When a husband and wife who had been living in a contemporary home in Chicago’s Highland Park began longing for traditional charm, they were naturally drawn to the village of Bannockburn—a nearby community with residences that suggest historic country estates. Imagining a home with classic European elements that would also suit their modern lifestyle, the couple quickly purchased four bucolic acres. “We wanted a romantic feel—brick that looked as if it had been weathered, winding driveways and large landscapes,” says the wife. “The goal for this space was for it to be livable and comfortable,” adds designer Melanie Elston, “yet with the idyllic look they so desired.”
With two boys, ages 8 and 11, the couple needed a home that would suit the entire family, particularly their older son, whose special needs include the use of both a wheelchair and a walker. To that end, architect Orren Pickell, along with project architect Jeff Eichhorn, put nearly all of the living space on the main floor, which is entirely wheelchair-accessible and features flush thresholds. He then incorporated an elevator for access to the smaller second floor and the home’s lower level.
In addition, other features to accommodate their son’s needs were cleverly incorporated into the design. “We built handrails into the wainscoting and installed wider doorways that were in scale with the rest of the house,” says Pickell, whose firm also built the home. And instead of wheelchair ramps leading to the exterior doors, there are gently sloping paved walkways. “What’s really nice is that our son can be included in every single thing we do,” the husband says. “There’s not a room in this house that he doesn’t have access to.”
Pickell responded to the couple’s affinity for unusual interior spaces as well. “We made the floor plan unpredictable, with lots of angles and curves,” he says. The interior also features elegant moldings and trim. “Our previous home was more contemporary, and I wanted to go in a different direction the second time around,” the wife says. “I felt that we should include as much cabinetry and beautiful trimwork as we could.”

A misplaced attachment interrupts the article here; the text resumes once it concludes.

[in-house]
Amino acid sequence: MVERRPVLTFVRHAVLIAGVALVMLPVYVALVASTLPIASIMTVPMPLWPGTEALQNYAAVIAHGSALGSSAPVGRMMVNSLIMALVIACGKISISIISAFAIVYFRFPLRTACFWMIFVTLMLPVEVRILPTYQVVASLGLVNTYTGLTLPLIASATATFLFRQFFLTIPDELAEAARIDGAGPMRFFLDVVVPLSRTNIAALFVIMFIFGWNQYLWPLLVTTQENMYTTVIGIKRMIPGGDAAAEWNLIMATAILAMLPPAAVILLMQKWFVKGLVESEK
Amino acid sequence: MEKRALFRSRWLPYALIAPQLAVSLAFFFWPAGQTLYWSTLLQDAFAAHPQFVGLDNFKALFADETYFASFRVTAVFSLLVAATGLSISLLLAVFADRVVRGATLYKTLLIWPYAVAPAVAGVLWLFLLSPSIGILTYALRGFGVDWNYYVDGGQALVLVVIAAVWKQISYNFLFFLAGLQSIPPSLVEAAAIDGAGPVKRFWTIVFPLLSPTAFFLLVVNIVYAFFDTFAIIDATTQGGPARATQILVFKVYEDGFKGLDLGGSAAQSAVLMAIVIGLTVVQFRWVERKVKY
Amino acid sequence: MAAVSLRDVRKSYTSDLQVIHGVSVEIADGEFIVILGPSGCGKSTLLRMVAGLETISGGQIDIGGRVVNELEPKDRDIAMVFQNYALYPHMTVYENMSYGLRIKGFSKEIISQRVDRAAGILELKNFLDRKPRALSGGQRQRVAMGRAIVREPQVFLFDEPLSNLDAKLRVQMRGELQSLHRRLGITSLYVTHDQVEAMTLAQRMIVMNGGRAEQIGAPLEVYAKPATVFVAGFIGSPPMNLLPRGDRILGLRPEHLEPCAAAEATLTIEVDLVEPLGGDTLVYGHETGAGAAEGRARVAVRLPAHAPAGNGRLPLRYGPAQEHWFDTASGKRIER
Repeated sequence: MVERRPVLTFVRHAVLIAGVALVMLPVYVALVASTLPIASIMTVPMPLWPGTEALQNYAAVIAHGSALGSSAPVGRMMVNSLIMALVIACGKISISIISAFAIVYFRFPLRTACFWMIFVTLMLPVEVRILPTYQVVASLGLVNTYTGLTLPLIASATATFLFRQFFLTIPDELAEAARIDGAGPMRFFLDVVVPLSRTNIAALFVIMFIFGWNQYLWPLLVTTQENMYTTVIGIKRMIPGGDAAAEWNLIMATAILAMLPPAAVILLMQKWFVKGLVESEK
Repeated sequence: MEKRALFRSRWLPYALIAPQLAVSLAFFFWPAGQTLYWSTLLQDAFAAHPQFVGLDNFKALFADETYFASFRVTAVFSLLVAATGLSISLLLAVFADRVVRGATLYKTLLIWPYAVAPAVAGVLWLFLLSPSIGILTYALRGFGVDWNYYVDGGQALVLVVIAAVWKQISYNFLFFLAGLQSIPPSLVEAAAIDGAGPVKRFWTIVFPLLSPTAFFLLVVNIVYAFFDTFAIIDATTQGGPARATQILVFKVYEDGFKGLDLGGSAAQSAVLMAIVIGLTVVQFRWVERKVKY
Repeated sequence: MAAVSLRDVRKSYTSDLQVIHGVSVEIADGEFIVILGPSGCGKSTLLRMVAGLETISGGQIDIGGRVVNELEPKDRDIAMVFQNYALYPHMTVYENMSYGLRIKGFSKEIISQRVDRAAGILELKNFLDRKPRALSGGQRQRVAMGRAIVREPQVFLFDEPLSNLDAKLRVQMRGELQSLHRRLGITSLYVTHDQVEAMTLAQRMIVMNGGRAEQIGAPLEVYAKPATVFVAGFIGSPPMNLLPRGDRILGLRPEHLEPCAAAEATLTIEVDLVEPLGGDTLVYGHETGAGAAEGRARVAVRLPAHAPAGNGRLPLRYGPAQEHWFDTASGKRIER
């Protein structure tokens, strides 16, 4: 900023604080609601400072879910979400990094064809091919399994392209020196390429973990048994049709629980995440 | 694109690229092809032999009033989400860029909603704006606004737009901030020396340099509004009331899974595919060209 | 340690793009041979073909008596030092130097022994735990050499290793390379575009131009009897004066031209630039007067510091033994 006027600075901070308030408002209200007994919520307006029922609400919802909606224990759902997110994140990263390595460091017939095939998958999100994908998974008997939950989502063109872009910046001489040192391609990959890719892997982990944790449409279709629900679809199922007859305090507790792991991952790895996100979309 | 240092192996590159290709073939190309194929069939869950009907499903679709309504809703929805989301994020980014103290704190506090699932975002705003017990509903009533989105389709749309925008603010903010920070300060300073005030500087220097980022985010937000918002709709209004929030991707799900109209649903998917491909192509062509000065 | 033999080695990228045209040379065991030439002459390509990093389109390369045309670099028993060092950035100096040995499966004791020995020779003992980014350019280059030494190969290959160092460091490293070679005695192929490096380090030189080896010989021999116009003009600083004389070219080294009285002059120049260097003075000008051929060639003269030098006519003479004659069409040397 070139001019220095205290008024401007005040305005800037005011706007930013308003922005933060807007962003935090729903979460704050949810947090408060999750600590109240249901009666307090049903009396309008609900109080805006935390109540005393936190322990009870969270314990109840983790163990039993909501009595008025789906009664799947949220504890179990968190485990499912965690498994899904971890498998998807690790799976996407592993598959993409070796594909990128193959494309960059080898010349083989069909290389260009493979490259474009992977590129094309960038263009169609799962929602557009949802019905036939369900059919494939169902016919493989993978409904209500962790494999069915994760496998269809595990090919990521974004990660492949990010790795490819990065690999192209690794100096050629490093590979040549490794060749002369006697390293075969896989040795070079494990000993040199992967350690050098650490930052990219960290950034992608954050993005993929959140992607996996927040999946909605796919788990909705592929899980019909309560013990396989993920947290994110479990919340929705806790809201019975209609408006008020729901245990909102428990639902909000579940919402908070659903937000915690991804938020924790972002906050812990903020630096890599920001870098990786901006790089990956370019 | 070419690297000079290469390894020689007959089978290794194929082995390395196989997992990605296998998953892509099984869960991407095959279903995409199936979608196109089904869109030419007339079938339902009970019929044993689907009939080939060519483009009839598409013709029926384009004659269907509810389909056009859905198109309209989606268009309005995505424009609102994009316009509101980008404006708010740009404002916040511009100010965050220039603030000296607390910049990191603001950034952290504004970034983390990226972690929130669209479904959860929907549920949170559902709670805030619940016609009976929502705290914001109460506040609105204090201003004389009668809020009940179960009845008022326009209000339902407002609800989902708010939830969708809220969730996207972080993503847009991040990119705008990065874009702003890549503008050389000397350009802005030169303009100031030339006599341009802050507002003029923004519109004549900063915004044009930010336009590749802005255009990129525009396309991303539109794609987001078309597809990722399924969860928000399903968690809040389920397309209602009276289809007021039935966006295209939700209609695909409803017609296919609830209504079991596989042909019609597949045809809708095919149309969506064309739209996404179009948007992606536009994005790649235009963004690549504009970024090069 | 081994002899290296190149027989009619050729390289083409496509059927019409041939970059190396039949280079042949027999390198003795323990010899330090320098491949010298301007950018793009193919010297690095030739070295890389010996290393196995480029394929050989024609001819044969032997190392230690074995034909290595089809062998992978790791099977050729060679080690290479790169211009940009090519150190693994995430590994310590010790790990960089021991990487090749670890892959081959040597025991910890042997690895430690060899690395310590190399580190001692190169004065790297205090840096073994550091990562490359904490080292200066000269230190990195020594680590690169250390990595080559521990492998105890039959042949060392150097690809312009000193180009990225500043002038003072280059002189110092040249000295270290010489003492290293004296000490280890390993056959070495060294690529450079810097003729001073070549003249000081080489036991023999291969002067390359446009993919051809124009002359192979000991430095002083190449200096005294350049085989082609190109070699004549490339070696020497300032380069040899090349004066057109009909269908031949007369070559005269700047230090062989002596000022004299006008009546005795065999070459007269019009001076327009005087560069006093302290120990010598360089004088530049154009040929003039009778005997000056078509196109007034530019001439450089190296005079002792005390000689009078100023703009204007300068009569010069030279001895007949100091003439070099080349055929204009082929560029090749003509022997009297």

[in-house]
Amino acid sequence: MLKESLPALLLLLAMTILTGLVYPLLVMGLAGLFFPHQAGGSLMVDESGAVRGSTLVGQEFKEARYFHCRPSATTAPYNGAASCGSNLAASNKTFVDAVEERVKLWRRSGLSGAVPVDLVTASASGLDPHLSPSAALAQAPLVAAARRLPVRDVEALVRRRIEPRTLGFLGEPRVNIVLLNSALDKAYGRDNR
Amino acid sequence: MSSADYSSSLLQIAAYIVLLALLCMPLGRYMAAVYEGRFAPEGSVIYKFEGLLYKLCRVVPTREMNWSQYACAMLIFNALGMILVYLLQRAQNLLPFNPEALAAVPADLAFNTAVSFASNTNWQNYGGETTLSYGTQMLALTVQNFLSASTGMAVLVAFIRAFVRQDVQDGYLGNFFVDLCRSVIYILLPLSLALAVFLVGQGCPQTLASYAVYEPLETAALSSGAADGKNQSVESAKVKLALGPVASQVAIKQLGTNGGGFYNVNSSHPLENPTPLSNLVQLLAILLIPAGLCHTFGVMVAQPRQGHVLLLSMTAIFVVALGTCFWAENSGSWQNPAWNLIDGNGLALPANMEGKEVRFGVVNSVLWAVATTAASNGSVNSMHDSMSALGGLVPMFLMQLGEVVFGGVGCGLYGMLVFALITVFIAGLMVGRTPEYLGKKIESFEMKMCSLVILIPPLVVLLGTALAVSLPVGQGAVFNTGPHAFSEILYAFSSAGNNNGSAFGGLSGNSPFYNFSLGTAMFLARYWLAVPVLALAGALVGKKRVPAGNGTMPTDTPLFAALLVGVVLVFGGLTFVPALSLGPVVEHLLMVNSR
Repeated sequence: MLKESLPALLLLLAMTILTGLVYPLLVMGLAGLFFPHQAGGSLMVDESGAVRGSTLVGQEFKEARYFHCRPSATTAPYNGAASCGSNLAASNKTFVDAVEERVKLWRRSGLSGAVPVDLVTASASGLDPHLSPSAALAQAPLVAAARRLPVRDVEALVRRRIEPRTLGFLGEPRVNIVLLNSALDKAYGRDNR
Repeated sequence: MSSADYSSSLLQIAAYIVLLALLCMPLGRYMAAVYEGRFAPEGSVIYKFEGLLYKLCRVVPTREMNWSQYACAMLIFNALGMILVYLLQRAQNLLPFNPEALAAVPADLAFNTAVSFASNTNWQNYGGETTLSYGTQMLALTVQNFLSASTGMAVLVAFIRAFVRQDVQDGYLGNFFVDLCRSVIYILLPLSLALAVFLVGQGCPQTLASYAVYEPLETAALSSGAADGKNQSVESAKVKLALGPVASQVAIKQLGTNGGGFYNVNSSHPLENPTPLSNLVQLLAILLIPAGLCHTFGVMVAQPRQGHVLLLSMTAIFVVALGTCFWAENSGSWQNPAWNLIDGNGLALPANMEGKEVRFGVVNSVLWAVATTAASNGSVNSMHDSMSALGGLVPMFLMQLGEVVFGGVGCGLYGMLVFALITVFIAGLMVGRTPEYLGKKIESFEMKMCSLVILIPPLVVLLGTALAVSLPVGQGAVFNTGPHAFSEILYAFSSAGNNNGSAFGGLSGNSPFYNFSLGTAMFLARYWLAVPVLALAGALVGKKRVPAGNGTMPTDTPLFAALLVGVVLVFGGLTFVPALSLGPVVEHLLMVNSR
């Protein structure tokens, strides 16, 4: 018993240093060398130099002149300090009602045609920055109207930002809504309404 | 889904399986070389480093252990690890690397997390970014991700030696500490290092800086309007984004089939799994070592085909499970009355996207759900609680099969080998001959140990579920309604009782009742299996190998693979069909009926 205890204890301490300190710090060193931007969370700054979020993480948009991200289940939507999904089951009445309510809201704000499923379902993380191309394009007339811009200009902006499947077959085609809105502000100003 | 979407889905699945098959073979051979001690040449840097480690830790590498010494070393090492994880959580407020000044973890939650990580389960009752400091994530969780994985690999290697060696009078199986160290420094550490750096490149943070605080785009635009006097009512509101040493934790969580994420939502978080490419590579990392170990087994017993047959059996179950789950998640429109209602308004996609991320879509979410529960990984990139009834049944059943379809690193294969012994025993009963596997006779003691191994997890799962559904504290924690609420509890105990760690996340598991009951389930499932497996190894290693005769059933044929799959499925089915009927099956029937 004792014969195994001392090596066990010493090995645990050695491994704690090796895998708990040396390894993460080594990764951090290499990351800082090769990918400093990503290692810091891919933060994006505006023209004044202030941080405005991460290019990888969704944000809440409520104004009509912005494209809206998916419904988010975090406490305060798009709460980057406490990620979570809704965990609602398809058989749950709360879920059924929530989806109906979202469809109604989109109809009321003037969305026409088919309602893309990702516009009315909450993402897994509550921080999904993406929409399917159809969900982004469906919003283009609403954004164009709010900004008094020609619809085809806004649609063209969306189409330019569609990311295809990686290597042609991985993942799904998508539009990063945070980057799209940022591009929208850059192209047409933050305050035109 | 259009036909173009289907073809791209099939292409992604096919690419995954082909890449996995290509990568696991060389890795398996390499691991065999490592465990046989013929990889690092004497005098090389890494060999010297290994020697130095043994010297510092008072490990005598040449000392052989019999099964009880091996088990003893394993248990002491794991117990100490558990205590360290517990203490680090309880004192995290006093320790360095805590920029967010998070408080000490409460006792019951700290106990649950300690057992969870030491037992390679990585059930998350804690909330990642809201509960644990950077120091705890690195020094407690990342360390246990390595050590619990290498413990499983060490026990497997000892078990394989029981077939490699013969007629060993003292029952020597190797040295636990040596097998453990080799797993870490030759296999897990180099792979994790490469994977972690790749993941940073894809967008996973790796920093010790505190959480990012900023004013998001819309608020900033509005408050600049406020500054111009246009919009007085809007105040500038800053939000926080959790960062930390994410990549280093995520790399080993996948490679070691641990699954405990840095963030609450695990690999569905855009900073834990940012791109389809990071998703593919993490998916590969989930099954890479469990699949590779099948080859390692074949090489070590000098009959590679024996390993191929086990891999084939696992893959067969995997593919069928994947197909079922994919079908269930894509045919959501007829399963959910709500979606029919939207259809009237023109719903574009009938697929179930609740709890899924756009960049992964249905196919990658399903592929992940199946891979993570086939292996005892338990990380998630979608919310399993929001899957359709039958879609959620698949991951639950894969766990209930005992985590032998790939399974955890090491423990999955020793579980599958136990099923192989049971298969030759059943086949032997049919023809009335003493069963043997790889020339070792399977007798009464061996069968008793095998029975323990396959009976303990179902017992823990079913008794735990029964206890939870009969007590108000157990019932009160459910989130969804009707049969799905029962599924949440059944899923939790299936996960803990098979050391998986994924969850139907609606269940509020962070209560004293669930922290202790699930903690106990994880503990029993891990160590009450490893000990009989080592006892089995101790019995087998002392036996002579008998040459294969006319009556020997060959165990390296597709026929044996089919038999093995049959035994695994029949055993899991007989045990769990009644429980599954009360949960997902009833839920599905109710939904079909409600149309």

To complement the millwork, Elston incorporated a subtle palette. “We wanted to see color, but we didn’t want it to be overbearing,” she explains. “We really wanted the interior architecture to stand out.” Elston also brought in character with antiques, such as the table in the entry. “I love that piece,” she says. “The homeowner makes gorgeous flower arrangements, and that’s a great area for them to be seen. Also, a lot of the lighting in the house is antique, because vintage fixtures make a big statement.”
Gabled roofs and textured materials that conjure the past help heighten the home’s storybook style. “The rough bricks are clinkers,” says Pickell. “We also used rubble stone and plaster and threw in timbers and a little copper in there, too. All of that builds on the rustic flavor.” Adds Elston: “We applied hand-scraped floors and made the home a little more traditional, which inherently brings in a lot more warmth.”
The homeowners worked closely with Pickell and Elston to design the ideal layout and interiors. The wife’s office, for example, has a view of the backyard, so she can watch the kids playing outside. And, in determining the scale of the rooms, they gave serious thought to furniture layout. This can be seen in the most important space of the home: the living room. “It’s the central nervous system of the home and we wanted it to be elegant and refined, yet comfortable and usable for the entire family,” Elston says. “The A. Rudin sectional was an integral part of achieving this goal.”
After all, function, as much as style, was a driving force behind the design. “I just had a party here with people running in and out, and our son was able to fully participate,” the wife says. “And that was just a really nice feeling.”